At first, being immersed in a totally Korean-speaking environment without other native English speakers brought the usual adjustment difficulties and homesickness.  Mistakes in communication – using honorific forms inappropriately, failing to distinguish the differences in sound among certain Korean vowel and consonants – made me very aware of the process of learning a foreign language and appreciative of the struggles many of my students were having learning English.

However, over time and in large part due to the graciousness of my Korean colleagues and friends, my language skills improved and my cultural insights sharpened.  I learned of the importance of human relations (인간관계),  preserving the “kibun” (기분) of others,  and reading “nunji” (눈치).   As Rick had Mr. Kim for a mentor, I also was fortunate to benefit from my co-teacher, Mr. Kim Hee Kyeong, who guided me through my first year in Korea.  My second year was devoted to teacher training as well. I extended my service time for a third year and along with two other volunteers developed a mini-service corps of Korean college-aged students who provided volunteer services in exchange for English lessons.  The students thought of it as our own “mini”Peace Corps.

Calligraphy KrzicMy recollections of Korea were the simple experiences I shared with the people on a daily basis: going on the annual student trip to Gyeongju as a chaperone with over 300 students crammed into slow trains and small rooms in a traditional Korean inn (여관), sitting side-by-side with elementary and middle school students while learning Korean calligraphy, cracking the  ice that had formed in the water basins we had to use when washing up outside on frigid winter mornings, sharing taxis to race home before the nightly curfew (동행금지), seeing the joy of our rural students win prizes in the provincial English speech contests over their more advantaged urban peers, witnessing first hand the visible results of the economic development in the form of the early Hyundai car known as the Pony, sharing whispered and animated conversations with my Korean colleagues about domestic and international politics over pots of 막걸리 (makgeolli) or bottles of 소주 (soju).

In my post Peace Corps life, I have had the privilege to continue my learning of other cultures and interacting with professionals throughout the world in places as diverse as Palestine, Israel, Brazil, South Africa, the former Yugoslavia, and Hungary. Yet, I always look back upon my years in Korea as something special – the place where I learned about the world outside America’s borders.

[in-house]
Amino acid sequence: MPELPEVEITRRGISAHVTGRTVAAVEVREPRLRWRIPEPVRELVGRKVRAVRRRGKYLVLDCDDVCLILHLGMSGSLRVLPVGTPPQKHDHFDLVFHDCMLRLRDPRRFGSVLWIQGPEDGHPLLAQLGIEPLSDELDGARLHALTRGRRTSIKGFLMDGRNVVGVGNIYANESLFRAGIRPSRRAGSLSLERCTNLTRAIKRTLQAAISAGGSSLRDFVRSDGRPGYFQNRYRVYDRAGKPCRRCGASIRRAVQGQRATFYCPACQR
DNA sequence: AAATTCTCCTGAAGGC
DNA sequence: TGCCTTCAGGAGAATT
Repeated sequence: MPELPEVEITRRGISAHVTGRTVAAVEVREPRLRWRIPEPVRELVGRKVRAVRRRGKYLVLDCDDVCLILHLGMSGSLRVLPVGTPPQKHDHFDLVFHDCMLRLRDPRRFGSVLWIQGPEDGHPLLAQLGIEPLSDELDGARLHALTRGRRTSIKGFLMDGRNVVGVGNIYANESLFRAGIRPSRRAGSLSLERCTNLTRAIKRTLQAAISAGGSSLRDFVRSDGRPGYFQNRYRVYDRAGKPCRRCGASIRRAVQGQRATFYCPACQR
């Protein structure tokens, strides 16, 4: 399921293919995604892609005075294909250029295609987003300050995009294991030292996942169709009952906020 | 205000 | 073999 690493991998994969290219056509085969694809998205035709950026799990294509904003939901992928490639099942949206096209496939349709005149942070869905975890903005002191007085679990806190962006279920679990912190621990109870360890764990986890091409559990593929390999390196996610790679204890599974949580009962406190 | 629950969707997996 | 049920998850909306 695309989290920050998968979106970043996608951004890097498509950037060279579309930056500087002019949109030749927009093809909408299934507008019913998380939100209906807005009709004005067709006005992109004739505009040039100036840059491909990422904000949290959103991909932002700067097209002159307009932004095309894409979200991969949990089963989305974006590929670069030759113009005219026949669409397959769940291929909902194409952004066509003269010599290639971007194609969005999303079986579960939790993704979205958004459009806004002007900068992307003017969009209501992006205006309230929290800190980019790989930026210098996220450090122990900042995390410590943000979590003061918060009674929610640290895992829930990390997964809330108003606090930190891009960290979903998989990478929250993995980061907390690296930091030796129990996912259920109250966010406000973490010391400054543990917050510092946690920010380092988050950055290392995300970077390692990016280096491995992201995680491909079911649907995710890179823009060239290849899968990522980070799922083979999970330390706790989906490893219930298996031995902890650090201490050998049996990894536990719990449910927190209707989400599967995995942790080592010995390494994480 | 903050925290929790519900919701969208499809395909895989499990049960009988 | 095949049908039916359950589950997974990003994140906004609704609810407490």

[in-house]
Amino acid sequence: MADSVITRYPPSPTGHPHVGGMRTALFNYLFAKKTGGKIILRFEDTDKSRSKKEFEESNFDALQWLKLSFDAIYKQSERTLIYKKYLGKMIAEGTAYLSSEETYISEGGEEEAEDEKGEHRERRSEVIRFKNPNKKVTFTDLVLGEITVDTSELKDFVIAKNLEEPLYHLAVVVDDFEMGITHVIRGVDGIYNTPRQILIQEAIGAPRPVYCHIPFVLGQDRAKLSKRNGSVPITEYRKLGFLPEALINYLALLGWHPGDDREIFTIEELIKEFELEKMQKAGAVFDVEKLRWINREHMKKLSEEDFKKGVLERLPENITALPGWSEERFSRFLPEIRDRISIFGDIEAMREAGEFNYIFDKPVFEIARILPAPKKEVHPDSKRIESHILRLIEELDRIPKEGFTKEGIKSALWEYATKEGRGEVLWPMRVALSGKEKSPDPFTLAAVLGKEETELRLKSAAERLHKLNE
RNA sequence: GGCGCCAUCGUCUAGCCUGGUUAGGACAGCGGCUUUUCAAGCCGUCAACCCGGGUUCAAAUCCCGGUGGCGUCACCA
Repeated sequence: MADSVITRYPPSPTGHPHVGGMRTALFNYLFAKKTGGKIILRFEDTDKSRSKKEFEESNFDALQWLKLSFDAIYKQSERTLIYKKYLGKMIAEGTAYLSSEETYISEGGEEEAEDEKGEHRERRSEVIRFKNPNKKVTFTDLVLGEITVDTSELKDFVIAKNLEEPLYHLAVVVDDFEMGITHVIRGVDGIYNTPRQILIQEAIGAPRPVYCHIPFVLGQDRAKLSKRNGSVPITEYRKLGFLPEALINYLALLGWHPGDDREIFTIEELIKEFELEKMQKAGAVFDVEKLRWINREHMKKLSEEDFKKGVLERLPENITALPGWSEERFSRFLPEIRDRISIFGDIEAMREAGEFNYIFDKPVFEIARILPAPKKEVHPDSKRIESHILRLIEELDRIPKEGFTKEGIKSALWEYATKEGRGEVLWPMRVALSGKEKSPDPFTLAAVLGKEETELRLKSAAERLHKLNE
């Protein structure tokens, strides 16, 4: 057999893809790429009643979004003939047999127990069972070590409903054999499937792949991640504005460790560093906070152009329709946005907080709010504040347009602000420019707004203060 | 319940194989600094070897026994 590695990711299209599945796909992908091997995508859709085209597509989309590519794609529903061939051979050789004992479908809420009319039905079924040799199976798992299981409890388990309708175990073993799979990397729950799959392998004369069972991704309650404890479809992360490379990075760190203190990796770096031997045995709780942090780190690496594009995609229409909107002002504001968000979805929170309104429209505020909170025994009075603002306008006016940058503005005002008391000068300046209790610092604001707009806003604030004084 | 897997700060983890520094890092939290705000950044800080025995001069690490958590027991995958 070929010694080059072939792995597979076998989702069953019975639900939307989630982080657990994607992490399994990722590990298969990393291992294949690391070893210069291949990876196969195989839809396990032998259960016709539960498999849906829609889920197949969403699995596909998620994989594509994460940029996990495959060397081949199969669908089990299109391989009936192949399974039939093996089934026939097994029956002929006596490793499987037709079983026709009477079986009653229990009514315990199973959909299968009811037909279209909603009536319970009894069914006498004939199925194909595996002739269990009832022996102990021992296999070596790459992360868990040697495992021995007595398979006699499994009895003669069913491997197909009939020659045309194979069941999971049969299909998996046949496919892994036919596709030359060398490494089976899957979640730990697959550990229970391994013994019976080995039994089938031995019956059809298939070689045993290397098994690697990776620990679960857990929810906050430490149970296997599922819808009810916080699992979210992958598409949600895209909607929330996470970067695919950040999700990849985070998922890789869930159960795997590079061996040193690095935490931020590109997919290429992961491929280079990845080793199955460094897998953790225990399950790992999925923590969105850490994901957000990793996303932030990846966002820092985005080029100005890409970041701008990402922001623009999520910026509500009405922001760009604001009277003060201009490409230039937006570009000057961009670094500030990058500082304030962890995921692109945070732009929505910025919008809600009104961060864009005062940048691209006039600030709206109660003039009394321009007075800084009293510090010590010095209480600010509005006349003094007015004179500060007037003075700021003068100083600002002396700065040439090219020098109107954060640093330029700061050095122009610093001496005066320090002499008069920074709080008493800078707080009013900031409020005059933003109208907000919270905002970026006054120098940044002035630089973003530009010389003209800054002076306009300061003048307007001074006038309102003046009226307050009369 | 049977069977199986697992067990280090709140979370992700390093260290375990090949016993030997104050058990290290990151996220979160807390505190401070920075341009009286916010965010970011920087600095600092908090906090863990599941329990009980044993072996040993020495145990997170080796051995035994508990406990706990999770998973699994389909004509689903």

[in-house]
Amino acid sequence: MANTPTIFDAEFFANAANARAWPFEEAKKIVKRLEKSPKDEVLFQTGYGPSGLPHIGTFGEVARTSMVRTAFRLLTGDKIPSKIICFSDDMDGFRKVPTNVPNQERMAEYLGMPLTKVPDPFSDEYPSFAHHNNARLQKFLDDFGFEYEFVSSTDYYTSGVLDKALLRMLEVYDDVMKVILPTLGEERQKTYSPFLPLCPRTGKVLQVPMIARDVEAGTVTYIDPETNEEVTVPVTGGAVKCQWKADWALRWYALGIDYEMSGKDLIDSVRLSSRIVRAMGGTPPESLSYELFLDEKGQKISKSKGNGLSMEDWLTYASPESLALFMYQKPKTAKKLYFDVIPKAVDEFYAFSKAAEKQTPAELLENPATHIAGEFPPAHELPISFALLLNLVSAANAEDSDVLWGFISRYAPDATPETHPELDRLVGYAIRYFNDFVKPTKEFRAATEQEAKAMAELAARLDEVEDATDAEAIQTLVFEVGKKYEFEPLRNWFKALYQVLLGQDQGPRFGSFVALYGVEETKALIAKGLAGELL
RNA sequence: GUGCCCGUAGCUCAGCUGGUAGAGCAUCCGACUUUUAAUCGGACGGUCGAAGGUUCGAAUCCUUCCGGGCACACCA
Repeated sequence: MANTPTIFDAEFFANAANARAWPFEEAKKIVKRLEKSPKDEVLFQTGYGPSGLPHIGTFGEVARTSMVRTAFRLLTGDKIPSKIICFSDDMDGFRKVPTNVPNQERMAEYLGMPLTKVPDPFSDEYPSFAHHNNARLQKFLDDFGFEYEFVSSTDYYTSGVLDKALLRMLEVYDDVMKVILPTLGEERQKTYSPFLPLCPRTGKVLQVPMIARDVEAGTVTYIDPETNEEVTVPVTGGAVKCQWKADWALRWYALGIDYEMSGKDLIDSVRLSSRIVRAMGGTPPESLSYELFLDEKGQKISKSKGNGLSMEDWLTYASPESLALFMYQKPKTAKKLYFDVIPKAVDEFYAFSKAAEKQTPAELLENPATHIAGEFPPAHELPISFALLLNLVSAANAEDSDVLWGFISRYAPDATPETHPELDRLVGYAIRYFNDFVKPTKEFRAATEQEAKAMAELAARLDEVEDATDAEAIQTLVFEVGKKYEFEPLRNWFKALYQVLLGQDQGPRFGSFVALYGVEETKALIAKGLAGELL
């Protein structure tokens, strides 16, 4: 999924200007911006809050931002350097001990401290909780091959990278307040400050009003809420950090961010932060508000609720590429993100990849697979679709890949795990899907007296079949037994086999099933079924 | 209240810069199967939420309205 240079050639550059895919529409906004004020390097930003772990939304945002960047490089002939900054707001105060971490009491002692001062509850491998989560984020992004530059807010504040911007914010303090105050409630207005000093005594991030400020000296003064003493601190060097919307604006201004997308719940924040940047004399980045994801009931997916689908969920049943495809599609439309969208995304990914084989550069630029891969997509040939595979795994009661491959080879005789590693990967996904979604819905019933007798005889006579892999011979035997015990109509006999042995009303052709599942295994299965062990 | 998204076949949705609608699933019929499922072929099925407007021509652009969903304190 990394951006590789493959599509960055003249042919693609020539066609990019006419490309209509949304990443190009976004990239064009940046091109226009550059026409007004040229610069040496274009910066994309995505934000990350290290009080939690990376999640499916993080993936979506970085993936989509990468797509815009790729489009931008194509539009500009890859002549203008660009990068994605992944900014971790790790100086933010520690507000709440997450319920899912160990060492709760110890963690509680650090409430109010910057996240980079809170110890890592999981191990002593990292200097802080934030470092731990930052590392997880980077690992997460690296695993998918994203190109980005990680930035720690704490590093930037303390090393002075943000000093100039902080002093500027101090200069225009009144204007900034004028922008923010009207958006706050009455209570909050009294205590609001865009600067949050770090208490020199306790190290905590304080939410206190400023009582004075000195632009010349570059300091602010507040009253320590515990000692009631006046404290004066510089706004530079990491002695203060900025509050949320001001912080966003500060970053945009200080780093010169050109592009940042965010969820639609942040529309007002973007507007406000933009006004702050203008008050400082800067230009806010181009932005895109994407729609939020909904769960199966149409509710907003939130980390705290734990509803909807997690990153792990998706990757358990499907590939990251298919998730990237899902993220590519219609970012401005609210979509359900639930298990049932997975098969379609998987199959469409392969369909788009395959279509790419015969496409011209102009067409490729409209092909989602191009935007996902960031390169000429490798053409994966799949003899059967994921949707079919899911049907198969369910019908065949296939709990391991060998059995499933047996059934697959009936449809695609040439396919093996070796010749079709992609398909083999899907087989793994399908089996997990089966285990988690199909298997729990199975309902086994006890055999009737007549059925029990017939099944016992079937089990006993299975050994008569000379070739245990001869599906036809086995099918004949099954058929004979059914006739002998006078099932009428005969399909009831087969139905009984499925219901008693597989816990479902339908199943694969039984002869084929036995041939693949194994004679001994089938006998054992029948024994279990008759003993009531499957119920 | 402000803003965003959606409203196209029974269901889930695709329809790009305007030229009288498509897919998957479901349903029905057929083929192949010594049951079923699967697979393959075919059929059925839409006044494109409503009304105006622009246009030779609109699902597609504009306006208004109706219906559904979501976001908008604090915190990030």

Rick LaylinRick and I are not the only Peace Corps Volunteers who feel our service in Korea was the most transformative experience of our lives.  Many returned volunteers have gone on to distinguished careers in government service, education, non-profit agencies, and the private sector, largely in part due to their time in Korea.  And, although the Peace Corps presence in Korea ended in 1981, the alliances formed in the 15 years that the program was active has led to the creation of the “Friends of Korea”  (FOK).

Established by returned volunteers, FOK, in conjunction with Korean government agencies, has published “Through Our Eyes,” a book chronicling the Peace Corps experience in Korea, organized a traveling photo exhibit throughout Korea and the U.S., and discussed plans for a collection of the Peace Corps experience in the National Museum of Korean Contemporary History.  All these efforts are testaments to the continuing impact that Korea has had on their lives.

For those interested in joining or learning more about Friends of Korea, please visit our web site at http://www.friendsofkorea.net.

Gerard Krzic is a returned Peace Corps Volunteer Korea, 1977-1980 and member of the Friends of Korea Board. The views expressed here are the author’s alone.

All photos were provided by Gerard Krzic and were given  permission to be used for this post.

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The Peninsula blog is a project of the Korea Economic Institute. It is designed to provide a wide ranging forum for discussion of the foreign policy, economic, and social issues that impact the Korean peninsula. The views expressed on The Peninsula are those of the authors alone, and should not be taken to represent the views of either the editors or the Korea Economic Institute. For questions, comments, or to submit a post to The Peninsula, please contact us at ts@keia.org.